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Reading

A reminder to stay curious–and suspicious

Just finished reading Walden by Henry David Thoreau. First time through this required reading. Thoreau’s incisive cultural criticism feels timeless (if not more relevant today), and his spiritual insight has a deep ring to it that often stopped me mid-paragraph. Sometimes boring, his cataloguing of the minute goings-on of the pond and surrounding area at...

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Lodging a New Harpoon in an Old Favorite

Just finished re-reading Moby-Dick, or The Whale by Herman Melville. What can I say about this bizarre classic? It’s one of my favorite books for its poetic meanderings, the scope of its contemplations and its experimentation as a novel. Then, again, in mountainous countries where the traveller is continually girdled by amphitheatrical heights; here and...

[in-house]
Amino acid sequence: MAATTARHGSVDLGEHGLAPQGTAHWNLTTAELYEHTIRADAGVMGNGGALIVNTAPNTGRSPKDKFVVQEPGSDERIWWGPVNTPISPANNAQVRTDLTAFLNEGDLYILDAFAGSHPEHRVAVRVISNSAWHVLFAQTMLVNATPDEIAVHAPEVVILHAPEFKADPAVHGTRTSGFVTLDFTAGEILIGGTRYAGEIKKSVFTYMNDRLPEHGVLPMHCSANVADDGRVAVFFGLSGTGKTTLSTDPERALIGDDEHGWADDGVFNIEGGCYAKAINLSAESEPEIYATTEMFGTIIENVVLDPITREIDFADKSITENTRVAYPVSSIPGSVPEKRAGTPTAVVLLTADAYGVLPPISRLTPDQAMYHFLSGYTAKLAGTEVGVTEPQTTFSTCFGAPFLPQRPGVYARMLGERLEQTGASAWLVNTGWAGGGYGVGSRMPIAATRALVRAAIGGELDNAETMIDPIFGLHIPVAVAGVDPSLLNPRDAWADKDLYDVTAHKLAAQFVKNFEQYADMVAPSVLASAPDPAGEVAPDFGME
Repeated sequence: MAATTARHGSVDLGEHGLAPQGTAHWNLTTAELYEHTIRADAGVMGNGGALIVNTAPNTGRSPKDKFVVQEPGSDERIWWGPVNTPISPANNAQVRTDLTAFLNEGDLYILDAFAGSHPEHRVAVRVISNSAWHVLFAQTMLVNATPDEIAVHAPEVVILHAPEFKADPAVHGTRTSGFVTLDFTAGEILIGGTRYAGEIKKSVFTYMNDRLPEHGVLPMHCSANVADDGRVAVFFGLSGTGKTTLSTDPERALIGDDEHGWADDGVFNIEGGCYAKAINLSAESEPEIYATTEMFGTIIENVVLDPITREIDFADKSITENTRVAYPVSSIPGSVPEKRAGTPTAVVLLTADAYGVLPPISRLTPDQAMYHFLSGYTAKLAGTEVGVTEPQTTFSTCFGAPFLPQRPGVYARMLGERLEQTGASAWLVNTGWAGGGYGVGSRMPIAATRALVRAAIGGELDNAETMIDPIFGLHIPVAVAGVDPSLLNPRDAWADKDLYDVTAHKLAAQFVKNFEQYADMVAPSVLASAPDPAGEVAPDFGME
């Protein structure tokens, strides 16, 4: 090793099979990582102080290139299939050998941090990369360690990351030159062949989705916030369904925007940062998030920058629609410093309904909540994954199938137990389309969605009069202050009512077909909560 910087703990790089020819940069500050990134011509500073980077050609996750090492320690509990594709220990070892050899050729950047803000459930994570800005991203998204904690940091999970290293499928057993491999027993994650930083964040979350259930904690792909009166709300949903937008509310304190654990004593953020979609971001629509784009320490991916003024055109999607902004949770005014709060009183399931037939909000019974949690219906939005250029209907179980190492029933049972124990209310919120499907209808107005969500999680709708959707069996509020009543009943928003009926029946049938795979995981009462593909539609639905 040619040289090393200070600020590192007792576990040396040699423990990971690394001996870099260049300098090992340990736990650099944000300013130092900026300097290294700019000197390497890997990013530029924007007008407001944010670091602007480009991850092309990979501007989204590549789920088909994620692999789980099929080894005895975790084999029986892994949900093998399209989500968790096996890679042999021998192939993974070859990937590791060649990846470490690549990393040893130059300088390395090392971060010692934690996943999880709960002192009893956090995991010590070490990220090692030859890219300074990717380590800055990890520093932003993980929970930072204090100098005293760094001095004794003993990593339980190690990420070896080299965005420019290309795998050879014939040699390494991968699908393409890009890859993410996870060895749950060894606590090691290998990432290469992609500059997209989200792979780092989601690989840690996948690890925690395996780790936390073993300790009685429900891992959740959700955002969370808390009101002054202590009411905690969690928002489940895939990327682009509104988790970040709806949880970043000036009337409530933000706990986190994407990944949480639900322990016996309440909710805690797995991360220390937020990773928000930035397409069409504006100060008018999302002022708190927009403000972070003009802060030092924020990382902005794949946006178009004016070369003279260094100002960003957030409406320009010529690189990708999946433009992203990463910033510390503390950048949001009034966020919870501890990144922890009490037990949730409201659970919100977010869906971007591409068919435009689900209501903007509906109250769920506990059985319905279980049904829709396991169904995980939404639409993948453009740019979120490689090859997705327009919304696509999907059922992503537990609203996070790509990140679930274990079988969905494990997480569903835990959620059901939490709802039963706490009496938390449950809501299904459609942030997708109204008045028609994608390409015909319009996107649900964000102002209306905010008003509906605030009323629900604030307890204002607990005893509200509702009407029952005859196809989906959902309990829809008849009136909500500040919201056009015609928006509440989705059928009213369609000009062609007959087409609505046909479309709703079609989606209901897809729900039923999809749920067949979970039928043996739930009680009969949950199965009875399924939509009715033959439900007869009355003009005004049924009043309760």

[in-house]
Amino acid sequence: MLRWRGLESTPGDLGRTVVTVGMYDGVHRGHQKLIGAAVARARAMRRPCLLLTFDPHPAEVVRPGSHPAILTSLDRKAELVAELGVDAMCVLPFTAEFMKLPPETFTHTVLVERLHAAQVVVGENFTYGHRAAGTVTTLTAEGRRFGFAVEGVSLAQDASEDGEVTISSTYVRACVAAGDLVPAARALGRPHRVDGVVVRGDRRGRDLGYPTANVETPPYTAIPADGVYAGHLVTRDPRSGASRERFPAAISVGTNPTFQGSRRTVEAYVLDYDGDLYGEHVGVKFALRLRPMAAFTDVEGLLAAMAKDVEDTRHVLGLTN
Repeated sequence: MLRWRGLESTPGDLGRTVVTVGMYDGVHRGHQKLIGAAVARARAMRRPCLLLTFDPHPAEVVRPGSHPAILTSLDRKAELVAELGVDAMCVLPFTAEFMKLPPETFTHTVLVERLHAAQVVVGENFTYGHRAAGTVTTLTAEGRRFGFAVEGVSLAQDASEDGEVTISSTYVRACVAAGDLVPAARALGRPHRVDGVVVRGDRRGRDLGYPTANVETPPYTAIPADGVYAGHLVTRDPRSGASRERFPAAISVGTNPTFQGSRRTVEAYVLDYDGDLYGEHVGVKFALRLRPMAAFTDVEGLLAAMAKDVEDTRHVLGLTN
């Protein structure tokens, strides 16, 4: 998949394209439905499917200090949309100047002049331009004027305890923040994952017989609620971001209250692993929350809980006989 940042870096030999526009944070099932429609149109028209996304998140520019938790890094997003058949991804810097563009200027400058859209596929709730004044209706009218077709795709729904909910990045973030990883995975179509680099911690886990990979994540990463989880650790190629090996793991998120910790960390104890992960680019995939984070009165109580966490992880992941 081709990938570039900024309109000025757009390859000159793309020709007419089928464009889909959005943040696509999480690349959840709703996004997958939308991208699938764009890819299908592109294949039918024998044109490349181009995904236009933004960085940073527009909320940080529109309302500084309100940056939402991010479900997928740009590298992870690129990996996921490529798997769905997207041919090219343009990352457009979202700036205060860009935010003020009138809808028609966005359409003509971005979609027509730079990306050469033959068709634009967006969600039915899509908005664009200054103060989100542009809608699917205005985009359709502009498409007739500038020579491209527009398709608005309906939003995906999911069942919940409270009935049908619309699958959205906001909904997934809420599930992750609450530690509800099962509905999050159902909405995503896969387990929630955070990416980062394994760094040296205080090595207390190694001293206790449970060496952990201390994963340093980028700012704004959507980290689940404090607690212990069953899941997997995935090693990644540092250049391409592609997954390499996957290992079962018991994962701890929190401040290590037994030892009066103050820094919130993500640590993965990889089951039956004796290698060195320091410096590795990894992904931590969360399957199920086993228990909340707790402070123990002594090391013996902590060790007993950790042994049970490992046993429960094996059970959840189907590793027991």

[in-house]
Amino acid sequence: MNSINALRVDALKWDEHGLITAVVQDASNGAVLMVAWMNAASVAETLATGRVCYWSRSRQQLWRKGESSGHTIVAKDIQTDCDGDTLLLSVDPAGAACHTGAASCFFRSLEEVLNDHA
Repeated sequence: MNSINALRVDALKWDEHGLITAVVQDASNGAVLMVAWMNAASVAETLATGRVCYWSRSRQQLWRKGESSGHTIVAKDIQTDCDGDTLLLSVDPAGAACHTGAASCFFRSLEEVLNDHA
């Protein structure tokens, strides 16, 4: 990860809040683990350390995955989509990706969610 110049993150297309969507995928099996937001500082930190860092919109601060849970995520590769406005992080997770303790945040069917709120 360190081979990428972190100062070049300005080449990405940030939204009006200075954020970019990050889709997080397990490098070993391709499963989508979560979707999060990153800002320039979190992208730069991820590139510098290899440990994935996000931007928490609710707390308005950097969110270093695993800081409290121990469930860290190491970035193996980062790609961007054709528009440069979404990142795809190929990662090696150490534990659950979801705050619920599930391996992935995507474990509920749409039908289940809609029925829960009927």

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Useful Reflections on Mindfulness

Just finished Wherever You Go There You Are by Jon Kabat-Zinn, an early standard in the mindfulness movement in the US. I will be leading meditation sessions at my workplace starting next month, and one of my Zen teachers recommended this book as an example of how meditation can be discussed in a nearly entirely...

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Charmed by Rushdie’s Magical India

Just finished Midnight’s Children by Salman Rushdie. This novel was my first encounter with this author, and I found myself swept into his magical version of India’s 20th century spun by the novel’s whimsical, intellectual and humanly erroneous narrator. I picked out Midnight’s Children to read during my recent travels in India. I wanted a novel...

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Different voices, one awakening

Just finished The Enlightened Heart: An Anthology of Sacred Poetry edited by Stephen Mitchell. This book accompanied me during my trip to India, and I must say, it added a layer of inspiration to the whole experience. The thesis of the anthology is that the experience of spiritual awakening is the same regardless of time and...

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